This article titled “Arsène Wenger insists he is ready to spend after Arsenal draw at Leicester” was written by Amy Lawrence at the King Power Stadium, for The Observer on Saturday 20th August 2016 18.34 UTC
This was just enough. Just enough to avoid a two-game unwanted crisis. Just enough to save face. Just enough to suggest that, even if they are still rusty and looking a distance off the early-season intent shown by the big hitters from Manchester United, Manchester City, Chelsea (not forgetting Hull), they can still breathe.
With the consequences of defeat crystal clear, it was vital for both Leicester City and Arsenal to avoid the stress that would have provoked. As it was, even with a draw away from home to the defending champions, the visiting contingent provided a discordant accompaniment to a frenetic finale. “Spend some money,” yelled the fans in the away corner, with an expletive thrown in. It was almost rubbing it in to see Jamie Vardy, whom Wenger tried to buy, leave the field wearing a swapped Arsenal shirt.
After the match, the Frenchman made a passionate defence of the accusation he is reluctant to spend and promised he would spend astonishing amounts on the right player.
“Why do you say I am reluctant? I don’t understand that,” said Wenger. “ If we find players who can strengthen our team we are not reluctant. I would spend £300m if I find the right player and I have £300m.”
He could not hide his disappointment to be thrown questions about finance and transfers in the immediate aftermath of an intense match with quite a lot on the line, even at this early stage of the campaign.
“Unfortunately, nobody speaks about the performance of Rob Holding,” Wenger went on. “You should be happy – he is English, he is 20. But I am sorry he didn’t cost £55m so he cannot be good. He had an outstanding performance for a young boy who has never played in the Premier League up against a great player. We don’t talk about the players any more. We speak about anything else than football.”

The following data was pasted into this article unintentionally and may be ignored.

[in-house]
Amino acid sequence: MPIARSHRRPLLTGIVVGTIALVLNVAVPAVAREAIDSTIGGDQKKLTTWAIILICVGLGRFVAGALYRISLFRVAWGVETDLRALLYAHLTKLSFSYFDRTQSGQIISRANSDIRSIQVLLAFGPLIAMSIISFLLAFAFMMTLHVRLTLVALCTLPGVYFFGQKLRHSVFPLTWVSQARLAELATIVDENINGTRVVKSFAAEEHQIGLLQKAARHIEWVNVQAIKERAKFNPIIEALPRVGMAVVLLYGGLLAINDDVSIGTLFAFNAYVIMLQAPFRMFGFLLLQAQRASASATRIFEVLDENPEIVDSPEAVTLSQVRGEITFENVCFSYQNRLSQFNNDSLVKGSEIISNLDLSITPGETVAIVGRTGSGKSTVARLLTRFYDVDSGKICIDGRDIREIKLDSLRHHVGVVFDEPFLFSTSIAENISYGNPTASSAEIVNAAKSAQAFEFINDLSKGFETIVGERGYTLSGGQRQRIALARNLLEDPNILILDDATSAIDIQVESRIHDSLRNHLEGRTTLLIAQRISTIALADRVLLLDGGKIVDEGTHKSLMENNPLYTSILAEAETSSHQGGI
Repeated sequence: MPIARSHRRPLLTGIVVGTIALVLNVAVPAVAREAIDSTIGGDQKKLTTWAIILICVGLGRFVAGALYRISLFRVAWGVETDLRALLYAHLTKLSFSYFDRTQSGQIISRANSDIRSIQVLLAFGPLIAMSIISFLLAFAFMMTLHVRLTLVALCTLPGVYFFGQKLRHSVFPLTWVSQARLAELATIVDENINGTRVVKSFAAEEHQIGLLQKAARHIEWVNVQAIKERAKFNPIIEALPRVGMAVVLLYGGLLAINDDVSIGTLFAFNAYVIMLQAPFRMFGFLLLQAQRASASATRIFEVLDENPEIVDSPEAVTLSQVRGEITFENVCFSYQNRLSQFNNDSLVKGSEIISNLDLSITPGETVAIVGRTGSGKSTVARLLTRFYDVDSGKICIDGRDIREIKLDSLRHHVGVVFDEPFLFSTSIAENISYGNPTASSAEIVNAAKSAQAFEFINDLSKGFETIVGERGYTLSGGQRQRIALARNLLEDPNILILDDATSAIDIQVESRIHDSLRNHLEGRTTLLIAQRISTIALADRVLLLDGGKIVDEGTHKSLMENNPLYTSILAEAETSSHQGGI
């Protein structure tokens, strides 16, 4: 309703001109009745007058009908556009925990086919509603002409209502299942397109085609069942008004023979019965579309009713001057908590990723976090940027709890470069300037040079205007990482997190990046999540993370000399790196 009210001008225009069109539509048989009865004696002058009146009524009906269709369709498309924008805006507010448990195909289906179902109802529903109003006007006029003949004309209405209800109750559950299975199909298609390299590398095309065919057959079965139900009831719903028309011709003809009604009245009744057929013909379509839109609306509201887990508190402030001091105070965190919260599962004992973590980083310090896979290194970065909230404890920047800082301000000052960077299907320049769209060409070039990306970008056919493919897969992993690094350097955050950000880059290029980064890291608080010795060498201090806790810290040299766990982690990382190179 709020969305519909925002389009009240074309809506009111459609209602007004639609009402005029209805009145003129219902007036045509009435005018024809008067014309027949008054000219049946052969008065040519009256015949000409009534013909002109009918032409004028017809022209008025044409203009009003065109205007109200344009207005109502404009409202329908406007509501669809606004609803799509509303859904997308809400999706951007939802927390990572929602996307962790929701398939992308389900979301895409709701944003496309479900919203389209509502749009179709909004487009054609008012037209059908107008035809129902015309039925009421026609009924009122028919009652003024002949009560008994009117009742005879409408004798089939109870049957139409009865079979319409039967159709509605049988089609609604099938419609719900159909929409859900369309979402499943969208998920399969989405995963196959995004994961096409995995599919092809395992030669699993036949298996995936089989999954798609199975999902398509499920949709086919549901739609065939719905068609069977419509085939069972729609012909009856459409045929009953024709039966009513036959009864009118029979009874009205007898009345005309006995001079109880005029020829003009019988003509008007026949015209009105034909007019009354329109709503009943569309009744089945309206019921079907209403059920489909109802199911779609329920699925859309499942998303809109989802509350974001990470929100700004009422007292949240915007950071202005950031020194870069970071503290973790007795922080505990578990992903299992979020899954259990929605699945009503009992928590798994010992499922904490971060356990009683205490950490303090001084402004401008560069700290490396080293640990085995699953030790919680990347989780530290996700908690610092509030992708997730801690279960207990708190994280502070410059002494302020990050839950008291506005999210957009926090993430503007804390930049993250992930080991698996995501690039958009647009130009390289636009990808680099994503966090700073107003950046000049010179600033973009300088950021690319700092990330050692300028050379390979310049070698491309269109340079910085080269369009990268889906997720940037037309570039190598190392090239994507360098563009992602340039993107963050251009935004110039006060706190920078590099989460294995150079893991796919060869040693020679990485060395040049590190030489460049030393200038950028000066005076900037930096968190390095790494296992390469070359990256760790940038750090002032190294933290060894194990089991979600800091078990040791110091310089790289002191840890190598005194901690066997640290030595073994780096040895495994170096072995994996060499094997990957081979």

Unfortunately for Wenger, football, and perceptions about the extent that he strengthened his squad to prepare for this season, are linked. This was a point that was helpful for both teams under the circumstances, but both could also look ruefully at the fact they were unable to turn one point into three.
Deep into stoppage time of a slow-burning game that ended with frantic chances at either end, Claudio Ranieri and Wenger urged their teams on intently. Oh for a win to reboot this season more convincingly. But it was not to be.
There were chances squandered and deflected, and for Leicester there was also the considerable question of whether they might have had a penalty or two.
In the first half, Danny Drinkwater felt Laurent Koscielny stretched and caught him as he raced on to a loose ball after the Arsenal keeper, Petr Cech, rushed out to smother at Vardy’s feet. Late in the second half, Ahmed Musa fell as Héctor Bellerín endeavoured to stop the speedy substitute on the run. On both occasions Mark Clattenburg waved away any appeals.
Not many managers would have responded to a pair of close calls with the same generosity of spirit as Ranieri. But then not many managers are Ranieri-esque, full stop.
“I am not a manager who cries: ‘Oh it was a penalty!’ For me it was OK. The referee made a good performance. For me a penalty is when the referee whistles. He didn’t.”
Ranieri was pleased overall to see a performance that reflected more of the style and emotion of the team that etched a footballing miracle last season. “I watched our spirit. I am very happy with the union of the team.”
Wenger was impressed that they were able to show that in what can often prove a difficult “second album” of a season after a big hit. “You could see that Leicester has some mental qualities, which explains why they were champions last year.”
With both teams wary of conceding on the counterattack, it took a while for the game to open up. When the chances came, Arsenal struggled for accuracy.
A couple of the best fell to Theo Walcott, on one of those days when he looked indecisive, and Alexis Sánchez – in the centre-forward role again – didn’t look too happy.
But Leicester also had their moments, with the game at their mercy, where ruthlessness evaded them. One particular opportunity clanged. Vardy was released in the second half, but his first touch made it difficult to finish clinically. He winced as the ball ballooned over. It was that kind of game for strikers, although it must be said that some of the defending was excellent, with Koscielny and Wes Morgan both influential in protecting their teams.
Wenger made a point of saying his team will be more ready in another week. Ranieri agrees that there is more to come. Neither the champions nor the runners-up of 2015-16 look close to top gear, but at least they are no longer in reverse.
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